Is the Survival-Processing Memory Advantage Due to Richness of Encoding?

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Abstract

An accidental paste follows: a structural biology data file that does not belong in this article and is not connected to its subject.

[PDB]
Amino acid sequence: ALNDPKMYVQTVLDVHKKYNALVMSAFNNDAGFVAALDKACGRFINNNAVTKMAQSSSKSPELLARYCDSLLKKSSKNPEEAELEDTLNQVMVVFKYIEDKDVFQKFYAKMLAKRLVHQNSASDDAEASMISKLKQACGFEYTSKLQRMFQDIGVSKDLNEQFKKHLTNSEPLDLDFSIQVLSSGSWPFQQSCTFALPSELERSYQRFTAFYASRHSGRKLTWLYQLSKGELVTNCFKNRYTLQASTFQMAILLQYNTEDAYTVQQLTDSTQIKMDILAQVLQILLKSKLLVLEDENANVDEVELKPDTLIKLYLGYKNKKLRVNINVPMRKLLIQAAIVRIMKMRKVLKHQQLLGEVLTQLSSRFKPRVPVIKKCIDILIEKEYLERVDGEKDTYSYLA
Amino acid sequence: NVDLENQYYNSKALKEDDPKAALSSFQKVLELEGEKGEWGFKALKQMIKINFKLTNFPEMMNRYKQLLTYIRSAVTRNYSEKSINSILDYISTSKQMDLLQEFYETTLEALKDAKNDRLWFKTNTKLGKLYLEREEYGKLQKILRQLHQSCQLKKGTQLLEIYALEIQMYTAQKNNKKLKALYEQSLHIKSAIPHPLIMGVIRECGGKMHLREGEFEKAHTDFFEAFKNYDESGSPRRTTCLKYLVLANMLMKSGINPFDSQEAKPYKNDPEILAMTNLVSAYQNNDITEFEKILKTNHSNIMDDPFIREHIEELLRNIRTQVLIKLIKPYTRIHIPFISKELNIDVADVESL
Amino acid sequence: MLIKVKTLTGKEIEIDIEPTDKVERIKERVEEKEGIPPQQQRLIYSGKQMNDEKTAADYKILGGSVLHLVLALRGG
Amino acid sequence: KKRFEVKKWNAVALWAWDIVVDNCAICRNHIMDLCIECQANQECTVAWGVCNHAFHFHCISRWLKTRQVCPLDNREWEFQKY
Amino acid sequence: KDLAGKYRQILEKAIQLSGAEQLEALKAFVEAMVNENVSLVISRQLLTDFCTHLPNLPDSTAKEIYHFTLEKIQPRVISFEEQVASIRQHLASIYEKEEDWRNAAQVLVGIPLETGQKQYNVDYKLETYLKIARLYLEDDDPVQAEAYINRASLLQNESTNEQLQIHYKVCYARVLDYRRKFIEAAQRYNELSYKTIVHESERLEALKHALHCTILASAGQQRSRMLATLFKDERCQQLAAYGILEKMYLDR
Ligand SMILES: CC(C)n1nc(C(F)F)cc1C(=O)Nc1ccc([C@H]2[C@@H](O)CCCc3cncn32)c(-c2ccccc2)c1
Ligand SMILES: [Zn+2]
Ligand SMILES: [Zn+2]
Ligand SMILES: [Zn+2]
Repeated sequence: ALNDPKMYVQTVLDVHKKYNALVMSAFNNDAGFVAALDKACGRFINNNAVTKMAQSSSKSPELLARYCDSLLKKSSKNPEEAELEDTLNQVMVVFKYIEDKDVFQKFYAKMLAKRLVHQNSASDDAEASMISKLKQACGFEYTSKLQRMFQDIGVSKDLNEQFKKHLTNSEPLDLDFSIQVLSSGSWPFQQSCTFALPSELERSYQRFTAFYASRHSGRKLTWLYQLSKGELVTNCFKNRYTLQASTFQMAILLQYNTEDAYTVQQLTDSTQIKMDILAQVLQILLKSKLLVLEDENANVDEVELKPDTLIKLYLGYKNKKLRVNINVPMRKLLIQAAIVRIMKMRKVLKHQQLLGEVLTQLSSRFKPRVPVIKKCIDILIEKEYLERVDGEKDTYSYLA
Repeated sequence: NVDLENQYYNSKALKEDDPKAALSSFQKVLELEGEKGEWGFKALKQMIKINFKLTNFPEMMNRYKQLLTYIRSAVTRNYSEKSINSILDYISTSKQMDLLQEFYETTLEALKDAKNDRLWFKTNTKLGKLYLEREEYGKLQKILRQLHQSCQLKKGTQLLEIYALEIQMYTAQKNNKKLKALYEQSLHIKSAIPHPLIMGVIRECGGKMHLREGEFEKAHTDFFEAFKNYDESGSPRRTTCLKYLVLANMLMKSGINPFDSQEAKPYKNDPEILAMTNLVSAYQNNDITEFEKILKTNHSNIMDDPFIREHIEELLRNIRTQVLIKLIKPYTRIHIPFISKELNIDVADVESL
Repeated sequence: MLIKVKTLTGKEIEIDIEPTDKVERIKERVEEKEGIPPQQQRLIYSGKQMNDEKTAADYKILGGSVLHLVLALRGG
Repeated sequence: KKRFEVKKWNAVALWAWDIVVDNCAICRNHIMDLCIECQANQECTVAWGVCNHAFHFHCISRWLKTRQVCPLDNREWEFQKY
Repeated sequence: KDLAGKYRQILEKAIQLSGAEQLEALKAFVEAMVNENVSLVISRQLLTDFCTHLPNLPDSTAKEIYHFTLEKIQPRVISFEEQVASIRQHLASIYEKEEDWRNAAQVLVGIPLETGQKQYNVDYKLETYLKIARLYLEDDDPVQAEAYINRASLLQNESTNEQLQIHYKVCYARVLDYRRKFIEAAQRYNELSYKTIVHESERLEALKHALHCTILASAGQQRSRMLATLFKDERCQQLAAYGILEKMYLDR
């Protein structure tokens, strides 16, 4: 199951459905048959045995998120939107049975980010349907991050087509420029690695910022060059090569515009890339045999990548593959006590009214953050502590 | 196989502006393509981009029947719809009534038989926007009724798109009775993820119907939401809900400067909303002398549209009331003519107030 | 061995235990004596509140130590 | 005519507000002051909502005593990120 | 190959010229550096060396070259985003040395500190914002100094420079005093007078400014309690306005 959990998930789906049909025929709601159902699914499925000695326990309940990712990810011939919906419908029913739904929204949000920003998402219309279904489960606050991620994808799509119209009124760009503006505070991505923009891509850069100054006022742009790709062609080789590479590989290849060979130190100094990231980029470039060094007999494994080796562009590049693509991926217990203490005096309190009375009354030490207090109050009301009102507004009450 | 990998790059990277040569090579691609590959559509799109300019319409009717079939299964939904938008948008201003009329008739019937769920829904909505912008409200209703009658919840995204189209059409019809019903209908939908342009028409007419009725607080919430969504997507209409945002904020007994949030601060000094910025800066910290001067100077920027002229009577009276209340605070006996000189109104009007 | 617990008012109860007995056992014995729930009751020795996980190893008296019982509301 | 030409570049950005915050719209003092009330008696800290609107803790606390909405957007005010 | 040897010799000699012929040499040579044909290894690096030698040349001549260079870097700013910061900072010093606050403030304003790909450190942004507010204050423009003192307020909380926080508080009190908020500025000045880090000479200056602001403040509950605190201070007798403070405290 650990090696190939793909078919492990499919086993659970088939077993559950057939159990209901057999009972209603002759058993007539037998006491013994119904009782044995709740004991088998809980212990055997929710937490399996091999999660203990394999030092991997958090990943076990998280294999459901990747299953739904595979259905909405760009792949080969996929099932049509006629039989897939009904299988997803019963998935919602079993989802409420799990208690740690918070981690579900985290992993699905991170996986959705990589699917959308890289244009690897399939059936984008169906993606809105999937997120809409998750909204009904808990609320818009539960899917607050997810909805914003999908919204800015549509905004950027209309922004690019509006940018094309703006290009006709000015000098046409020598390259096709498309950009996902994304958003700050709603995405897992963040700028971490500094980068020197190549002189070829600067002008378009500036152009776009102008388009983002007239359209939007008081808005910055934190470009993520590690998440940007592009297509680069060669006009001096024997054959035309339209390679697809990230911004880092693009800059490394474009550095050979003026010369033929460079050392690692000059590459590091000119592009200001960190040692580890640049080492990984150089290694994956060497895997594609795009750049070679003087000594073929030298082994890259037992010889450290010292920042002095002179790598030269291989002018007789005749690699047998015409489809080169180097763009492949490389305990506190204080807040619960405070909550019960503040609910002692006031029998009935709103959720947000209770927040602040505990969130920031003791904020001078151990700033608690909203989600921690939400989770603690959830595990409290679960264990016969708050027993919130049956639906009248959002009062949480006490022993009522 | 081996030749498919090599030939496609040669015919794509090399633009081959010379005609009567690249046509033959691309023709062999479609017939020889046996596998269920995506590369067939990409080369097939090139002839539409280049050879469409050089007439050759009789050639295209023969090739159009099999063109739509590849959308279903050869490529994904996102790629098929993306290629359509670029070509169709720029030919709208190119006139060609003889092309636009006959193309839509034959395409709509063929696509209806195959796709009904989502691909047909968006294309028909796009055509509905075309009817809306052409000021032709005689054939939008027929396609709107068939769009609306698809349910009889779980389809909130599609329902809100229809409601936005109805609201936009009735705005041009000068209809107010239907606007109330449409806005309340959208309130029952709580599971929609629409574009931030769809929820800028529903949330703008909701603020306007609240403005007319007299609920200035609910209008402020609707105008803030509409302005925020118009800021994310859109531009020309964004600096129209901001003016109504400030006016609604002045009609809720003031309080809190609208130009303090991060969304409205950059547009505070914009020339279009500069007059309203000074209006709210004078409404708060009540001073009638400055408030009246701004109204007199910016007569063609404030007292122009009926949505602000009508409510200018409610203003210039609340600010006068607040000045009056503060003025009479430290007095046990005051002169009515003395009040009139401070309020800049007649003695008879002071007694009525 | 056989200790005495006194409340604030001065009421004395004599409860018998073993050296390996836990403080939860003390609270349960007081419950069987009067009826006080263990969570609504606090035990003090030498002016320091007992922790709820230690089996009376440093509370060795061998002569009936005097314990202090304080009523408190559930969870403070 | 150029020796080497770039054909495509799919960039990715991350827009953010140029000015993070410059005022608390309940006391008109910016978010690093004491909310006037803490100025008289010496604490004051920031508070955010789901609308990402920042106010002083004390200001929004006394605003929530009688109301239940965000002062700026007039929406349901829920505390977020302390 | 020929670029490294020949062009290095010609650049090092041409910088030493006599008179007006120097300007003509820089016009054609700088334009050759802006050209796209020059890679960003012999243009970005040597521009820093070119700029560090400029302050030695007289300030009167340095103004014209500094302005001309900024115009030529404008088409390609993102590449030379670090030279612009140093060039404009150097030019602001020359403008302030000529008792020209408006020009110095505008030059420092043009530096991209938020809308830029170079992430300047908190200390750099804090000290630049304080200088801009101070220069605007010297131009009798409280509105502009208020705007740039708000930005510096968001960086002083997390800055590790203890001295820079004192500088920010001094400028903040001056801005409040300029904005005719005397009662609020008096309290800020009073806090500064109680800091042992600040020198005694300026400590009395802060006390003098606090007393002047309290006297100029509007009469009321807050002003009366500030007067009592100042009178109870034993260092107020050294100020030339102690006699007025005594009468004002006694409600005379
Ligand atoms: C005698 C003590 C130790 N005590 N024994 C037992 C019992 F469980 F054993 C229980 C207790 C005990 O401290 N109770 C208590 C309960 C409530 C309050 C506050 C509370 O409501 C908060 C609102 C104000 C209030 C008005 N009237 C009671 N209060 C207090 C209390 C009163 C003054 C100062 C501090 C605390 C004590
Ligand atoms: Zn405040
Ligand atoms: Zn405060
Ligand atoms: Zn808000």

Memory for words rated according to their relevance in a grassland survival context is exceptionally good. According to Nairne, Thompson, and Pandeirada’s (2007) evolutionary-based explanation, natural selection processes have tuned the human memory system to prioritize the processing of fitness-relevant information. The survival-processing memory advantage has been replicated numerous times, but very little is known about the proximate mechanisms behind it. The richness-of-encoding hypothesis (Kroneisen & Erdfelder, 2011) implies that rating the usefulness of items in a survival context leads to the generation of a large number of ideas that may be used as retrieval cues at test to boost recall. In Experiment 1, the typical survival-processing recall advantage was obtained when words were rated according to their usefulness in 1 of 3 fictional contexts. In Experiment 2, participants were asked to write down any ideas that came to mind when thinking about the usefulness of the words. Consistent with the richness-of-encoding hypothesis, participants generated more ideas in the survival condition than in the fitness-irrelevant control conditions. In Experiment 3, participants generated more ideas for congruent than for incongruent words, demonstrating that the richness-of-encoding hypothesis can also account for the previously obtained congruency effect on recall (Butler, Kang, & Roediger, 2009). In both experiments the number of ideas written down predicted future recall performance well. Our results provide further evidence for the assumption that richness of encoding is an important proximate mechanism involved in memory performance in the survival-processing paradigm.

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